INDIEcent Exposure #4 — Newpoli, “Nun te Vutá”
Play • 1 hr 28 min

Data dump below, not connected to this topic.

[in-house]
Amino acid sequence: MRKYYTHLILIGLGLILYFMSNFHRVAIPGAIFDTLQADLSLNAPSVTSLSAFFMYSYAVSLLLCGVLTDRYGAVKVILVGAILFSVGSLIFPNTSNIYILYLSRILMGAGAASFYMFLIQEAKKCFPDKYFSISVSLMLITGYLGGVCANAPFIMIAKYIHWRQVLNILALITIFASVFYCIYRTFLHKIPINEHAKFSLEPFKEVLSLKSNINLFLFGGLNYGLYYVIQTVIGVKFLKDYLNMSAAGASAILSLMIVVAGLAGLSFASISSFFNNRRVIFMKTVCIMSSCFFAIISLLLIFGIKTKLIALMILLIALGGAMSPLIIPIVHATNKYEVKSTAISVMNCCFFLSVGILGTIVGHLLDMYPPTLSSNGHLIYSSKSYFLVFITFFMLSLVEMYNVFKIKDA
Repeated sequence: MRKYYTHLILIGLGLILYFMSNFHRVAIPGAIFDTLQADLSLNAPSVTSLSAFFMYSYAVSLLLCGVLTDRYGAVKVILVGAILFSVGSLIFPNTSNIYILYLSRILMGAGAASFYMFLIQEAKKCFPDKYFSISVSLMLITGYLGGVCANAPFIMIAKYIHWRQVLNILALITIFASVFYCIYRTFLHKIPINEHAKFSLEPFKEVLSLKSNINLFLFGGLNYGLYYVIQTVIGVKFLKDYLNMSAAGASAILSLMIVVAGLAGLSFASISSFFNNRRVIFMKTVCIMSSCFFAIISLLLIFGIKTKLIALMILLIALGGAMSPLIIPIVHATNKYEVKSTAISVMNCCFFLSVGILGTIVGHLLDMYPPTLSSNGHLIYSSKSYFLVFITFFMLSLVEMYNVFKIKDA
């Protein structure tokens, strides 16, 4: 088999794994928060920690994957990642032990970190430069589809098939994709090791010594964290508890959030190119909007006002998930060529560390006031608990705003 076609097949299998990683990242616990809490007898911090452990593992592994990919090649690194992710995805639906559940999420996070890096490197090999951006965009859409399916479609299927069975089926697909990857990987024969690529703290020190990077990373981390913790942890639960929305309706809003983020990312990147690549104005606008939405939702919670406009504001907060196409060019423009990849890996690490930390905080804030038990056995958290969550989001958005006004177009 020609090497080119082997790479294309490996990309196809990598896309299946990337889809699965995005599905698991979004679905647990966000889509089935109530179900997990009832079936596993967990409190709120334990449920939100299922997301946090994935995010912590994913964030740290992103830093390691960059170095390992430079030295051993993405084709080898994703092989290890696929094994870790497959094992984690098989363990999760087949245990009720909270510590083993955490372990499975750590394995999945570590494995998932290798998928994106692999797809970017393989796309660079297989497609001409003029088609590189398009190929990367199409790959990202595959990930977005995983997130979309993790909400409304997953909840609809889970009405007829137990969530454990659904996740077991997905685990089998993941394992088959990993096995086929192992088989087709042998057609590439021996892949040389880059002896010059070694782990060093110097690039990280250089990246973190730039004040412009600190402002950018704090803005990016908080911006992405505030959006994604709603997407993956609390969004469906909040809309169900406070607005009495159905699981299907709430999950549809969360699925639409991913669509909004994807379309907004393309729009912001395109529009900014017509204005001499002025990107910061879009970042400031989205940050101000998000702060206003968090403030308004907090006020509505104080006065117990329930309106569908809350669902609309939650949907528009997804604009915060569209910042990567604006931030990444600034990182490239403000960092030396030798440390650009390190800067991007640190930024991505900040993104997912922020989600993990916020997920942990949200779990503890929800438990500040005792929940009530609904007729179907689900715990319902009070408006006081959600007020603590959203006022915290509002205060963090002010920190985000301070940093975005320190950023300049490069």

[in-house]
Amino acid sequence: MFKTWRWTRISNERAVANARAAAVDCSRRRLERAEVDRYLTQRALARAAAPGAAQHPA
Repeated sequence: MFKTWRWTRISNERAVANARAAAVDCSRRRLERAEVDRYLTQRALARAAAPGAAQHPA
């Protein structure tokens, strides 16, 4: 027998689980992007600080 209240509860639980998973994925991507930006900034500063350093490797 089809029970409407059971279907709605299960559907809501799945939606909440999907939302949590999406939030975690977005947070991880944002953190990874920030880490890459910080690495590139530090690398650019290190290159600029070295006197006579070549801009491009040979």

PLUS: LIVE in the Berkshires—Moonshine Holler and Girl Howdy Newpoli embraces the many influences that create the distinctive sound of Southern Italian folk music; photo by Arguedas Photography As you hear the tamburello pounding out the heartbeat of the music of Newpoli, the two singers start up a wild, frenetic dance, and you'll have a very hard time sitting still. The group carries on a tradition that is so old it’s hard to date, performing music from the south of Italy laced with influences from all of the surrounding Mediterranean cultures. Originals are mixed with exciting arrangements of traditional music, the tempo is high, and the drama and passion in their blood can be heard in every note. "Nun te Vutá," released in May 2015 by Boston-based Southern Italian folk group, Newpoli, Their latest CD, Nun te vutà, features twelve tracks, six originals, six traditionals, and more then a dozen handcrafted indigenous instruments played by eight talented musicians. It’s an album that deals with contemporary topics with the help of traditional sounds. While the roots of their music may go back centuries, Newpoli's outreach efforts are solidly up to date. Utilizing social media, various online distribution channels, and high-end web design and imagery, the group seems much less like a throwback than the future. Check out their EPK release video for "Num te Vutá," below, and then purchase your copy at (note: this album makes for SURPRISINGLY good driving music!) Moonshine Holler Paula Bradley and Bill Dillof are the husband and wife duo that make up Moonshine Holler; photo courtesy the artists. Moonshine Holler, the husband and wife duet of Paula Bradley and Bill Dillof, captures the essence of American music: hillbilly blues, ballads and breakdowns with some knock-your-socks-off flatfoot dancing to boot. Known for their musical prowess on more instruments than they can juggle (banjo, fiddle, guitar, Hawaiian guitar, harmonica, ukulele, kazoo), Paula and Bill are two performers steeped in old time traditional music who have performed and taught across the country and abroad. These days Paula also tickles the ivories and shares lead singing duties in the NE-based honky tonk combo Girl Howdy and fronts her own bluesy roots combo The Twangbusters. Bill is also a member of the legendary Canebrake Rattlers, a NYC-based stringband known for their authentic “78 rpm” sound. Upcoming Moonshine Holler Shows Township Day July 3, 2015; 3:00pm - 4:00pmBidwell House Museum100 Art School Rd, Monterey, Massachusetts 01245It's the annual celebration of Tyringham and Monterey! Music, fun, food and a gorgeous setting. And PIE Windsor Lake Concert SeriesWednesday, July 8;  6:30pm - 8:30pm200 Windsor Lake Rd, North Adams, Massachusetts 01247 Lilac Park Concert SeriesJuly 15; 6:30 p.m.Corner of Main Street and Sunset Avenue Upcoming Girl Howdy Shows Clark Art InstituteTue July 7; 6 p.m.225 South StreetWilliamstown, Mass. South Hadley Town CommonSouth Hadley, Mass.Thu July 16; 6–7:30 p.m.FREE SHOW!Bring your lawn chairs & picnic paraphernalia! Heath FairSat Aug 22, 1 p.m.Heath, Mass. Controlled Exposure—Comanchero Comanchero's 2008 release, "Dead Gringo," available at Since 2003, Comanchero has crafted an Americana sound that combines old traditions with new, Country with Rock, Bluegrass with Blues, Honky-Tonk with Funk, and Roots with Rockabilly. While unique in their own sound, there is something strikingly familiar in Comanchero's songs that weave influences ranging from Led Zeppelin, The Allman Brothers, Little Feat, to today's contemporaries such as CAKE, Wilco, and Mumford & Sons. This rockin' band was featured on "The Mongrel's Howl" back in 2006, as they were leaving their old name, "El Gringo" behind and breaking in the name they're known by now.
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